Commodities

Rubber production up 22%, belies growers’ claims

V. Sajeev Kumar Kochi | Updated on January 11, 2018 Published on May 09, 2017

Facts, like rubber, can be stretched a fair bit, but when it is overdone, both facts and rubber tend to snap. The ongoing tug-of-war between natural rubber growers and consumers bears this out in ample measure.

The tussle relates to the state of rubber growers, and their claims that heightened imports have impacted domestic rubber production, which is contested by the tyre industry.

According to the latest data from the Rubber Board, natural rubber production actually increased in 2016-17 by 22 per cent over the previous year, Additionally, rubber imports declined by 7 per cent.

Rubber Board officials attributed the increased production to improved market price and the Board’s initiatives, including mass contact programmes to improve production and productivity.

The data effectively belies the rubber growers’ claims and validates the tyre industry’s diametrically opposite view.

With improving availability of natural rubber in the domestic market, there is a perceptible drop in rubber imports, says Satish Sharma, Chairman Automotive Tyre Manufacturers Association (ATMA).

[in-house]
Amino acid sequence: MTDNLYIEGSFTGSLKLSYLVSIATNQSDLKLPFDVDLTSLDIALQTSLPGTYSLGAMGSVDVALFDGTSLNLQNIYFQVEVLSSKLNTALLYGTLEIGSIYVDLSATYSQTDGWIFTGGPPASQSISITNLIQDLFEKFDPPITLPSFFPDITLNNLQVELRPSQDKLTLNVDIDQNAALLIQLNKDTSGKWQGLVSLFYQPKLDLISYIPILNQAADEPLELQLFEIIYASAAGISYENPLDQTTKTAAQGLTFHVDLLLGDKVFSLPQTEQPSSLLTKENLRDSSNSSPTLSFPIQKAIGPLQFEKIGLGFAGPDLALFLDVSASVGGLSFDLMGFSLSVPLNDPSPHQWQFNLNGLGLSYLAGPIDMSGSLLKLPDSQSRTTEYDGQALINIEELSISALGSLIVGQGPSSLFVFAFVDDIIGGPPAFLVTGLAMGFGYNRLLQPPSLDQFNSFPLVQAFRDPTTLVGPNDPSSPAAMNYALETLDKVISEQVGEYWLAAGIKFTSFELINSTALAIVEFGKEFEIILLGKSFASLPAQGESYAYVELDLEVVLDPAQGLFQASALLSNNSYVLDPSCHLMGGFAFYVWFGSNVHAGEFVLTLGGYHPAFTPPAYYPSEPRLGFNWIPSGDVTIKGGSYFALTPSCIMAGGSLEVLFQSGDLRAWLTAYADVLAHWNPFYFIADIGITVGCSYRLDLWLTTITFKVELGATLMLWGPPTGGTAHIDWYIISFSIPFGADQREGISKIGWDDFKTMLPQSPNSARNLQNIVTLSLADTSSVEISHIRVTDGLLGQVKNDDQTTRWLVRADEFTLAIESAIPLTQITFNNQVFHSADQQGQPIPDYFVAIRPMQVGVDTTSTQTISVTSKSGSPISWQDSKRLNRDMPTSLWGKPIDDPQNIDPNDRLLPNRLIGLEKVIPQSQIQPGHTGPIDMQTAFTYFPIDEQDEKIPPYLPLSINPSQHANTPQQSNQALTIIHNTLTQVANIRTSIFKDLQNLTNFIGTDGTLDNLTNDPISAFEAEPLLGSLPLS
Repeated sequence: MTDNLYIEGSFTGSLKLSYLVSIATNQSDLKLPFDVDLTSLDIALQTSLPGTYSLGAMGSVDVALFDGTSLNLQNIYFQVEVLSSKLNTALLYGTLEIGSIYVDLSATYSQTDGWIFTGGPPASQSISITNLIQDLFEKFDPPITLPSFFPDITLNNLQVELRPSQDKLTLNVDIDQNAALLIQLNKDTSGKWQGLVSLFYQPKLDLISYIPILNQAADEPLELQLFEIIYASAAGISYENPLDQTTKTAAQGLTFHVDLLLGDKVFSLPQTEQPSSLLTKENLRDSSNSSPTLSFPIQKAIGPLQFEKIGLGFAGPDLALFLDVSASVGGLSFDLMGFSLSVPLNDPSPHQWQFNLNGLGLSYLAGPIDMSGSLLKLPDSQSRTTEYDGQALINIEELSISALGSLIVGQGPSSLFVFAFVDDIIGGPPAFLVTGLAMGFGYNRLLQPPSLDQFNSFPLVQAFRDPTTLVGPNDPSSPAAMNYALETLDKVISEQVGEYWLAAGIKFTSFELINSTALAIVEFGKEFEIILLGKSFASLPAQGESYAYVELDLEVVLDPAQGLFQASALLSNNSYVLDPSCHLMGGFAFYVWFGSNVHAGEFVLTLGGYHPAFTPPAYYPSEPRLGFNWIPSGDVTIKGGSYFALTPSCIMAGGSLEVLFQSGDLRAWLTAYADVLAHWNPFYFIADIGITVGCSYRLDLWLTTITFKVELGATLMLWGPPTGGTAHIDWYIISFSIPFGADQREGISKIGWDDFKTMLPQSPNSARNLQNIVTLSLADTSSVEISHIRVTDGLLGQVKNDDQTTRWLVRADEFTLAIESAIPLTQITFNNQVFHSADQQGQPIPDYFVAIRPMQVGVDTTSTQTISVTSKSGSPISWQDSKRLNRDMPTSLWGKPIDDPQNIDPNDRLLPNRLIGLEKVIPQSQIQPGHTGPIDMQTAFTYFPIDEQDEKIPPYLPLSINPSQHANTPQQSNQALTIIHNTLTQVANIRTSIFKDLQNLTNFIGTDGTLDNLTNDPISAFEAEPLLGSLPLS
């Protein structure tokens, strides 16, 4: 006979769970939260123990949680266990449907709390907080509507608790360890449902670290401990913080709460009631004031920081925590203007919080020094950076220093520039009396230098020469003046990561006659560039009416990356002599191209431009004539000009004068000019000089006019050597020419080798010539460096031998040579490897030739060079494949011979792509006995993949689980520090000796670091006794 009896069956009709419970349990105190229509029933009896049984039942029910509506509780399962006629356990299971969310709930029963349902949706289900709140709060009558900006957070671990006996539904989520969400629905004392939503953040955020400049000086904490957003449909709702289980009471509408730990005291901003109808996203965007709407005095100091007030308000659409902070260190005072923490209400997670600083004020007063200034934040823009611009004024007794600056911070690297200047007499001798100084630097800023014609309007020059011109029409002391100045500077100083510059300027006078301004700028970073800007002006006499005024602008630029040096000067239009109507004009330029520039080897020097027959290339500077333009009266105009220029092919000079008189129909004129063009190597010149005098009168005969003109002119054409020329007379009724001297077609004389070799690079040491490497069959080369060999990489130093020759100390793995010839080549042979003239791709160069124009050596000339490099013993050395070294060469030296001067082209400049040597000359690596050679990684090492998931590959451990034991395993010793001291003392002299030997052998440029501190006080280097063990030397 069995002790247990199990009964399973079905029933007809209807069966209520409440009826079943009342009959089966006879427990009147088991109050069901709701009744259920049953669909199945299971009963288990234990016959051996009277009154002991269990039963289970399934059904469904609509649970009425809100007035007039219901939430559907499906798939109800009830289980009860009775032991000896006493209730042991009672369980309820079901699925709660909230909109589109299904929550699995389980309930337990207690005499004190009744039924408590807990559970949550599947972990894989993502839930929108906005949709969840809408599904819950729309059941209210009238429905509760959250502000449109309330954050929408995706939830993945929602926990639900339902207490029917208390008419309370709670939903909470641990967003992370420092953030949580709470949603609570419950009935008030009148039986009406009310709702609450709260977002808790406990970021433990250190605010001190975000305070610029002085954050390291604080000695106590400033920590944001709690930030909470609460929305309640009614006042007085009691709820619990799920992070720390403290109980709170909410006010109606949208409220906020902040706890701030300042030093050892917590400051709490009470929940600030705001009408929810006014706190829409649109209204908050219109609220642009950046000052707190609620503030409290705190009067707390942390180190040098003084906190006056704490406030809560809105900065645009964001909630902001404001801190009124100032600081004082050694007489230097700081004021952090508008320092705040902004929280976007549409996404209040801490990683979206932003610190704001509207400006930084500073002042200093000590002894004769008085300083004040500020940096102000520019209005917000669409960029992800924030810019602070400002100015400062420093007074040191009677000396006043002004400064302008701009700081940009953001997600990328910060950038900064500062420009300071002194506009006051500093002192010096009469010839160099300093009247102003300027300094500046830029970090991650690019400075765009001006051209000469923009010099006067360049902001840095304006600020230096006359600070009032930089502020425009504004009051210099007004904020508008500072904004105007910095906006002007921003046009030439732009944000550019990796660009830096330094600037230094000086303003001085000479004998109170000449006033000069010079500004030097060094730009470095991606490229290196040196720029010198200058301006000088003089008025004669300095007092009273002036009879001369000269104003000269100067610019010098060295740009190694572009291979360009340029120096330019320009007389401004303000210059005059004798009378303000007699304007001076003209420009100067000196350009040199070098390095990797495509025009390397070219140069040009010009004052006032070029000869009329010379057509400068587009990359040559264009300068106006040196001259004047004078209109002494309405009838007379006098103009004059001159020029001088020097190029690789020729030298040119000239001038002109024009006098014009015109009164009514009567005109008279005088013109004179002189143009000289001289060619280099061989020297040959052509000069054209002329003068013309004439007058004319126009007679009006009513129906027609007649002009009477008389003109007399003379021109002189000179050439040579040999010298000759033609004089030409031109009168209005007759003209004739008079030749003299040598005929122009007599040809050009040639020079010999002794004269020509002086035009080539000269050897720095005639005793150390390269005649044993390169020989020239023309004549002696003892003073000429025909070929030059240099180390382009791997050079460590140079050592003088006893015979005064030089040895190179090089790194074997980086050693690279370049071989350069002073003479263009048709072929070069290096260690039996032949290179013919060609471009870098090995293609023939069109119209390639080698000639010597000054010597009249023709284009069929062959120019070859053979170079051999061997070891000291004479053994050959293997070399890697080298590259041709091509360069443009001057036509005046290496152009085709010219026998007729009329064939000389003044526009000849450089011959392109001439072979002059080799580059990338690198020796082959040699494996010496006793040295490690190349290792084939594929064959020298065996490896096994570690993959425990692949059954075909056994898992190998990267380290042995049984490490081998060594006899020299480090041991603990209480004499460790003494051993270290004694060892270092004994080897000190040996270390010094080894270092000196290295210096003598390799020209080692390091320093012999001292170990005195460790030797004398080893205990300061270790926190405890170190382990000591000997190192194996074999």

“That lends credence to the tyre industry’s stand that natural rubber imports are only taking place to compensate for the domestic deficiency or in view of non-availability of certain grades of rubber on quality parameters,” he said.

ATMA also rebuts the claim that rubber imports are down because domestic prices are ruling lower than international prices.

Even when domestic prices were ruling 20 per cent higher than international prices, the domestic production was being fully consumed by the industry, with hardly any exports.

The tyre industry, Sharma said, is all for a vibrant domestic rubber sector and has demonstrated its commitment by aligning itself with the Rubber Board in measures to increase the productivity and quality of domestic rubber.

“All the stakeholders must chart out a strategy so that industry gets access to quality rubber at competitive prices while rubber growers get adequately compensated,” he said.

Published on May 09, 2017
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